When Balkarn Singh Shahi looks back on his high school experience, one activity stands out – the University of Colorado Boulder’s Public Achievement program. As a student at Centaurus High School participating in the program, Shahi and peers responded to national public shootings by spearheading a public campaign to prevent gun violence with support from the faith-based community, the City of Lafayette, the Boulder County Sheriff’s Office, and other influential organizations.
“Looking back, what shocked me was we approached high-power local institutions and they took us seriously,” Shahi said. “We found out that we could actually make a difference and create change even as high school students.”
Now a sophomore at CU-Boulder, Shahi could not resist the opportunity to give back to the Public Achievement program, which pairs CU-Boulder students as coaches with groups of underrepresented K-12 students seeking solutions to their identified salient social issues. Shahi has been a Public Achievement coach, and this year he served as a teaching assistant for the corresponding civic engagement course and new class of coaches.
“This program tells you ‘yes, you can make change,’ and I wanted to ensure other students had a similar experience,” he said.
Housed in CU Engage, CU-Boulder’s center for community-based learning and research, the Public Achievement program seeks to promote K-12 student retention, academic excellence, and access to post-secondary education through year-long, social action projects. Part of an international initiative, the program at CU-Boulder was established in 2007 by instructor Elaina Verveer, and it receives support from a CU-Boulder Outreach Award.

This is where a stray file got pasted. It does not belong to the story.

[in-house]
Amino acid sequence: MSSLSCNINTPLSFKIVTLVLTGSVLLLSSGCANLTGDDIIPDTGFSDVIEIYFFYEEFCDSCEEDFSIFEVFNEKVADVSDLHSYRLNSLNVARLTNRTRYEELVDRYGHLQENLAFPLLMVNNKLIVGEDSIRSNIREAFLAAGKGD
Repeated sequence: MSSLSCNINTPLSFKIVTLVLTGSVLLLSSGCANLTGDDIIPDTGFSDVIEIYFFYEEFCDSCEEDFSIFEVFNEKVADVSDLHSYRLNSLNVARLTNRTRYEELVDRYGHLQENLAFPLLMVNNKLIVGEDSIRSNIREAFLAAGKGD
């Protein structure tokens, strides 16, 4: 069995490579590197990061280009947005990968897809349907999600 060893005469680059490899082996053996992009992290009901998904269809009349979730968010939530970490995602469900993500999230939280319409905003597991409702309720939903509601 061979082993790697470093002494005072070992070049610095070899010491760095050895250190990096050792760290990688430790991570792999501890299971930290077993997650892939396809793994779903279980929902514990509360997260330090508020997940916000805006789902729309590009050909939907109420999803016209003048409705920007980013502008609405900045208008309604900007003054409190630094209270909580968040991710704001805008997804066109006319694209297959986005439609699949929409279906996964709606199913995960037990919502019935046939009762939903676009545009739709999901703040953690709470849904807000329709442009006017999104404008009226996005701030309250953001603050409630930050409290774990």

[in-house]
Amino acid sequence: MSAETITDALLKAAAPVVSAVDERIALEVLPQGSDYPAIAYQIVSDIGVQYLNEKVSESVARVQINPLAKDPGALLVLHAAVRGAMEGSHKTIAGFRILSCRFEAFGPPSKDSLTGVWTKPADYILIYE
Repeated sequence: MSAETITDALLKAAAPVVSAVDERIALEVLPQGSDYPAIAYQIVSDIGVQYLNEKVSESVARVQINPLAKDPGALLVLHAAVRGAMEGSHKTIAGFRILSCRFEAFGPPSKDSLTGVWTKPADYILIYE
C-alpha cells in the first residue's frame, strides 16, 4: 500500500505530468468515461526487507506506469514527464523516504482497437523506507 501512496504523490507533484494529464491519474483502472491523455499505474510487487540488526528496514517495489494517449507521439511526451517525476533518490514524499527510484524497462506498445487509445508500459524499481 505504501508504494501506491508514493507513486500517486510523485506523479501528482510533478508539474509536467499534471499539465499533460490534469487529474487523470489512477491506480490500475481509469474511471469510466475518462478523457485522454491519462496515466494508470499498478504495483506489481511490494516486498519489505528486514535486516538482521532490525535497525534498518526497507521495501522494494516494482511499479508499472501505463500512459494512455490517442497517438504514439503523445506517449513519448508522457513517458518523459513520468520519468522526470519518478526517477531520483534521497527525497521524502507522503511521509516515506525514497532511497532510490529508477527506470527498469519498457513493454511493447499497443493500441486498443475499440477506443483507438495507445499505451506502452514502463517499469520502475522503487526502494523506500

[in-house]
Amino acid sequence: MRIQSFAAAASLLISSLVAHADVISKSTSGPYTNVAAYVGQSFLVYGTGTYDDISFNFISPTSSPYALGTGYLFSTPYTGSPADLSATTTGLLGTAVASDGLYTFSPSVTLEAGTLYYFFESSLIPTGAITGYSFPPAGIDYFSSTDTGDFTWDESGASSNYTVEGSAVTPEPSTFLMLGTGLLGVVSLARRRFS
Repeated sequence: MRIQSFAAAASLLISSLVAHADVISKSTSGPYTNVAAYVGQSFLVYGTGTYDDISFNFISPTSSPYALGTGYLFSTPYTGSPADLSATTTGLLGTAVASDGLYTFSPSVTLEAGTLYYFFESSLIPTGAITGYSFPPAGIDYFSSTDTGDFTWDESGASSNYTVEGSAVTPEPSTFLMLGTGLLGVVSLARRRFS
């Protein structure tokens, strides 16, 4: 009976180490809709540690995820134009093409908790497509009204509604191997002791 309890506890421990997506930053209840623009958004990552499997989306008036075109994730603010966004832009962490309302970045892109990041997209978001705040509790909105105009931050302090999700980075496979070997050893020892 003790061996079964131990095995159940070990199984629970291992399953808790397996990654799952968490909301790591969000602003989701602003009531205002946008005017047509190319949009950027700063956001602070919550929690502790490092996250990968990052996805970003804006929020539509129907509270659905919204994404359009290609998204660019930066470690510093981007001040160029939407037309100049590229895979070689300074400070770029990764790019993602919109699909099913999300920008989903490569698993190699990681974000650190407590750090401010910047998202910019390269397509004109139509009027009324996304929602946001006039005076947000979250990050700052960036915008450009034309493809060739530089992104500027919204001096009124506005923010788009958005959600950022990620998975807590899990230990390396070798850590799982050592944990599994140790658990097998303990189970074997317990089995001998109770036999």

This academic year, Public Achievement involved 70 CU-Boulder undergraduates and nearly 250 K-12 students from Angevine Middle School, Casey Middle School, Centaurus High School, Creekside Elementary School, and the “I Have a Dream” Foundation of Boulder County. Together the students took action on the social issues that matter to them.
The current projects were showcased at the recent project unveiling on the CU-Boulder campus, where students proudly showcased their projects addressing animal abuse, bullying, food waste, domestic violence, gender inequalities, global education, public art, teen depression and suicide, teen substance abuse, and video game violence. They also talked about the impact of the program and projects have had on them. A theme surfaced — the youth involved are not ‘emerging’ leaders, but current agents for change in their communities.
Shahi knows the feeling and has experienced it at all levels as a Public Achievement student, coach, and teaching assistant, and he is grateful for the opportunity to be working with new groups of students at Centaurus High School.
“I don’t see Public Achievement as class anymore,” Shahi said. “I see it as something to do and a way to give back. It fits with my long-term goals. After college, I want to continue to give back to my community.”